Is there truth in the psychology of colour or is it simply down to personal taste?

colouring pencils

Image source: Wikipedia

How we use any of these colours in our lives can be very personal. From the way we dress, decorate our homes or even prepare food; we each may have different preferences to colour combinations. What pleases one person’s eyes can be a total turn off for another!

The Logo Company have put together an infographic on the emotions colours convey and aligned these with famous brands and the design of their logos. They say:

  • yellow = optimism
  • orange = friendly
  • red = excitement
  • purple = creative
  • blue = trust
  • green = peaceful

Color Emotion Guide

Image source: http://thelogocompany.net/blog/infographics/psychology-color-logo-design/

Colour Calculator 

How does this then translate into the design of blogs or the creation of visuals as banners for social sites and profiles? Do you consider the combinations of the colours you use?

Session College offer a free interactive Colour Calculator to help you select the optimum colour combinations for any design project. You begin by choosing your first base colour  and then a colour harmony. The colour harmonies to select from are:

  • Complementary
  • Monchromatic
  • Analogous
  • Split Complimentary
  • Triadic
  • Tetradic

The colour calculator then displays the results! The site also provides a mini report of the hex, RGB, and CMYK colour values.

Colour Calculator

Harmony = Complementary

 Colour Calculator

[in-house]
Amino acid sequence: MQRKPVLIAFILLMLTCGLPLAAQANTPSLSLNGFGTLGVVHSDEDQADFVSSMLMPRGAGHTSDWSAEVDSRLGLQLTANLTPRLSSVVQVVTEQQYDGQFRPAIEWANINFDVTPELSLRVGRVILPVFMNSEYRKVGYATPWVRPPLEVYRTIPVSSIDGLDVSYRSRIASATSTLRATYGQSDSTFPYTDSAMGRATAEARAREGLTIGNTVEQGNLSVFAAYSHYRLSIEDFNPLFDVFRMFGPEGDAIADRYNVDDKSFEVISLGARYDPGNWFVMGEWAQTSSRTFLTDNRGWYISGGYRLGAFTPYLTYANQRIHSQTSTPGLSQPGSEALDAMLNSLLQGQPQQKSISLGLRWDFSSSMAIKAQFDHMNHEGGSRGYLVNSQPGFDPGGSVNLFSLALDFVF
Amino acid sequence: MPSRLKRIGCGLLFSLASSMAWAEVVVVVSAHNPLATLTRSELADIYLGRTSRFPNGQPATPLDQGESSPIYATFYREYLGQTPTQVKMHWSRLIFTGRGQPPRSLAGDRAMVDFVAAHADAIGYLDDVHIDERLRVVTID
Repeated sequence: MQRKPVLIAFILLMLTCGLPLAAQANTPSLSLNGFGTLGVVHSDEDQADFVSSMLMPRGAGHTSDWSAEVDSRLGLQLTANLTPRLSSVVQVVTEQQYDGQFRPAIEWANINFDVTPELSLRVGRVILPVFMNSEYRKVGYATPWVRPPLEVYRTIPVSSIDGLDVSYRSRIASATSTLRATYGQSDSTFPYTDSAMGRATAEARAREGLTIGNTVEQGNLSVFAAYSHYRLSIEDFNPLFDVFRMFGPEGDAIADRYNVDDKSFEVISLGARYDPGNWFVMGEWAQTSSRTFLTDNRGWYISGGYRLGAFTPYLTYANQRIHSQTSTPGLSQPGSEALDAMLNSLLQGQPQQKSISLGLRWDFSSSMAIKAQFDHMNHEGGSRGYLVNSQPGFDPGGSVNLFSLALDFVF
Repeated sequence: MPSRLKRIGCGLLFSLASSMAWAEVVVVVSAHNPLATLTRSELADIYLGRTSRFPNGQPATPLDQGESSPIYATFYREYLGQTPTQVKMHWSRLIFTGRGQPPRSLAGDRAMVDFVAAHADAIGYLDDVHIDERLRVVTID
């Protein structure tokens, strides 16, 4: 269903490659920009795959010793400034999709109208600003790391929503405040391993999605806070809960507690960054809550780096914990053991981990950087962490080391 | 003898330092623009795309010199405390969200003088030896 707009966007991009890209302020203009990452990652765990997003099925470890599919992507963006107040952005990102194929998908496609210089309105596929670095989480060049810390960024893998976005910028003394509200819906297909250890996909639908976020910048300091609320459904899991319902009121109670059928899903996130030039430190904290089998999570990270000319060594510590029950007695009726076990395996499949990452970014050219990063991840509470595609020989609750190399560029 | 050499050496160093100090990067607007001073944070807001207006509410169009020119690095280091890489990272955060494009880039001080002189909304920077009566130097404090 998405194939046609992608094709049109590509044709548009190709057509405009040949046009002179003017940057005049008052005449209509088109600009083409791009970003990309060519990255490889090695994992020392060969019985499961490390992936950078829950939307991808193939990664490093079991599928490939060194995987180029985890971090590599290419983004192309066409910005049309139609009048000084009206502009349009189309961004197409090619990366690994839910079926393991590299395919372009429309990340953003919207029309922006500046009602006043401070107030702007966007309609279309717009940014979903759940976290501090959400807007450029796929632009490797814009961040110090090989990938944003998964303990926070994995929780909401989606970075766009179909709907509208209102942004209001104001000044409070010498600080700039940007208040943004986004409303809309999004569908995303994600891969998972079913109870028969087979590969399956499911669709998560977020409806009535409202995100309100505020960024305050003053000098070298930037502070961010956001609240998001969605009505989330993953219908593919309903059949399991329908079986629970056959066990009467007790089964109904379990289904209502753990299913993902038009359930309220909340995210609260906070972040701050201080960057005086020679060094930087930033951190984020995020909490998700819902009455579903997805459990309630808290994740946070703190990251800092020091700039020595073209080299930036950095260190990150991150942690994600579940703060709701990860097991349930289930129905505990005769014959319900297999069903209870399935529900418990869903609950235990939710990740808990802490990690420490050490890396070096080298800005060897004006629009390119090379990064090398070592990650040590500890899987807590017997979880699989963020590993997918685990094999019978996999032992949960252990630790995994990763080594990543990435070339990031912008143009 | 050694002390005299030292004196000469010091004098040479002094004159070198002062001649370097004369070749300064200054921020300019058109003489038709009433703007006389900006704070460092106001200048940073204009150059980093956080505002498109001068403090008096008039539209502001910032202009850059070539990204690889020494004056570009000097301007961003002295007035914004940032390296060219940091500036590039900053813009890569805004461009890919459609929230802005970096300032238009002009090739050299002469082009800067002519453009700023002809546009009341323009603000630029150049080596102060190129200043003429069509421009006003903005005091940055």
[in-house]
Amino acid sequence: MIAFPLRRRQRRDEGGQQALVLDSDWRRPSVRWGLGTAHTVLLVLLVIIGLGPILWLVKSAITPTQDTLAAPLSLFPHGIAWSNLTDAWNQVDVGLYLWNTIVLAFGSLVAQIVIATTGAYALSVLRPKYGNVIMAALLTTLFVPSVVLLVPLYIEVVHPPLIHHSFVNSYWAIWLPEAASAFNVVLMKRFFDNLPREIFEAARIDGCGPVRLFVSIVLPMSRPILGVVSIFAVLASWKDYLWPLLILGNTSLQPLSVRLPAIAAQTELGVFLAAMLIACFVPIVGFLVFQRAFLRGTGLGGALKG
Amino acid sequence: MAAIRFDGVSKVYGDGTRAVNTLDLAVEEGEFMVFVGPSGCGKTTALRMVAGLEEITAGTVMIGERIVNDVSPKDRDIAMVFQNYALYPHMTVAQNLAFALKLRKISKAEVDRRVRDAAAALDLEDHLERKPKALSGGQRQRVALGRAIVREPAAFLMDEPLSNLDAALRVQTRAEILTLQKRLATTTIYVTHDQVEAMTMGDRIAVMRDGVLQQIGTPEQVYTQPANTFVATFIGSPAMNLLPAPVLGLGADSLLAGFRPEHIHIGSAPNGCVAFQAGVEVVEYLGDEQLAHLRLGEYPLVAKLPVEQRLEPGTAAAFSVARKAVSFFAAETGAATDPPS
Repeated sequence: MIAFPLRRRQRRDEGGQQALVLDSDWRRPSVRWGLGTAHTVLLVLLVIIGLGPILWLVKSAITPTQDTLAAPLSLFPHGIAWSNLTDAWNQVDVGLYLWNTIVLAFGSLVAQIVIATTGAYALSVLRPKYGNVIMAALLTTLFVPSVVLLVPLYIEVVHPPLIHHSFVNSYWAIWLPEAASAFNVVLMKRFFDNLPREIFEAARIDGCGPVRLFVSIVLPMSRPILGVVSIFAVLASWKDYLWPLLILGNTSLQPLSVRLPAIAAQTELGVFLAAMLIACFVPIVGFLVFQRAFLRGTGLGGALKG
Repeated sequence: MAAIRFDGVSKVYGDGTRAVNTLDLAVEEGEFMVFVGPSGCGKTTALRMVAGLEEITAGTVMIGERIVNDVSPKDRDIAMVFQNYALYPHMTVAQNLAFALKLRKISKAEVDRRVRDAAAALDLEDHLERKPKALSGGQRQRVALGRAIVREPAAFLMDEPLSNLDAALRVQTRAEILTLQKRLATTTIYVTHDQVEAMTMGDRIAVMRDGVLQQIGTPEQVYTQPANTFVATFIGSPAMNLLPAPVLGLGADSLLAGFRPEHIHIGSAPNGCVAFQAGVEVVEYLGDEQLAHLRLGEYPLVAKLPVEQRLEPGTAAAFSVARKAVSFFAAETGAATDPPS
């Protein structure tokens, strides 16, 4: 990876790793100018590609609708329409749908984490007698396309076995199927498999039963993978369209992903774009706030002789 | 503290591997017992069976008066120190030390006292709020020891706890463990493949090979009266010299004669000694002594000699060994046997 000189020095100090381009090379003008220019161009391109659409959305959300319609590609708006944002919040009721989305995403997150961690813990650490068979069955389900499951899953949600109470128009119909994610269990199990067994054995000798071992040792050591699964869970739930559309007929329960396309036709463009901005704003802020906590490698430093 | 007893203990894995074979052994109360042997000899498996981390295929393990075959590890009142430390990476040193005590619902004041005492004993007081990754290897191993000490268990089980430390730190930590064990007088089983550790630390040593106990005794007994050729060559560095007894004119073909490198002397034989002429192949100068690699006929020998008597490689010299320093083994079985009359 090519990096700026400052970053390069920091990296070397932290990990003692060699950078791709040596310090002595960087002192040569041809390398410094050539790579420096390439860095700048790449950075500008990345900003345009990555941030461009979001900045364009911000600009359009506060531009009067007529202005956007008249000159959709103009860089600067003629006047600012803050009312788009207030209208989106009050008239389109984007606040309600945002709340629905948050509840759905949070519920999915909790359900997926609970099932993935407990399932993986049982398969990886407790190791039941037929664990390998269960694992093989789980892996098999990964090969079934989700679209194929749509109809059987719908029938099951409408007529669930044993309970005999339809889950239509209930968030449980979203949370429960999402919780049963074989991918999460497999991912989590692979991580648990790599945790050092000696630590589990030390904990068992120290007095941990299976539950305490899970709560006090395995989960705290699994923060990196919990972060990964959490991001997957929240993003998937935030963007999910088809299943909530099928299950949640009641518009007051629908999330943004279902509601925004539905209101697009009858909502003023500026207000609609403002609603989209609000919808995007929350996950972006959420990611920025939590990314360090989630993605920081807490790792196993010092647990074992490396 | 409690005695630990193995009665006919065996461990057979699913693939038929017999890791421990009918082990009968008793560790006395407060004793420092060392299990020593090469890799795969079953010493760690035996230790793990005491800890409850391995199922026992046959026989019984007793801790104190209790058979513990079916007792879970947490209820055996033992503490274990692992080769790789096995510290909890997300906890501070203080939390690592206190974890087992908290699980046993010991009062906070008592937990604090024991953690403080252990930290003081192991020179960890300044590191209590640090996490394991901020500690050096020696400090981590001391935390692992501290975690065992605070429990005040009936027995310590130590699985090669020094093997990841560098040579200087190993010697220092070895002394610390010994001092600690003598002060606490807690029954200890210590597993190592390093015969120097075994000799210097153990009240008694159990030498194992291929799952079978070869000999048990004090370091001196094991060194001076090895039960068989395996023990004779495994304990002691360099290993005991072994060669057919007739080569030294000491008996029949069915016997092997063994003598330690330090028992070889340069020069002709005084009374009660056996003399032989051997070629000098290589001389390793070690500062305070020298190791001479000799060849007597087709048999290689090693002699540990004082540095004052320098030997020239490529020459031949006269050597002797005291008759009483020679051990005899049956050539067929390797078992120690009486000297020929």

Harmony = Analogous

Colour Scheme

Colour Psychology

I found the work of the Logo Company and the ‘science of colour’ in relation to choosing colours for logos and other branding design intriguing. Further reading opens up the area relating to colour psychology and colour therapy. O’Connor (2009) states that:

“The term colour psychology, often used interchangeably with ‘‘the psychological effects of color’’ as suggested by Van Wagner, tends to refer to a range of affective, cognitive, and behavioral responses and associations linked to specific colours.”

O’Connor goes on in her paper to issue a ‘caveat emptor’ (Latin for buyer beware) with regard to this work. However whilst the following list from the Logo Company does not come with any direct signposts to cite the theory behind their colour and emotion associations it would seem enough has been written about the topic  to make it worth considering how colours make you feel personally. Are there certain colour schemes that would detract you from engaging with a website? See what you make of these: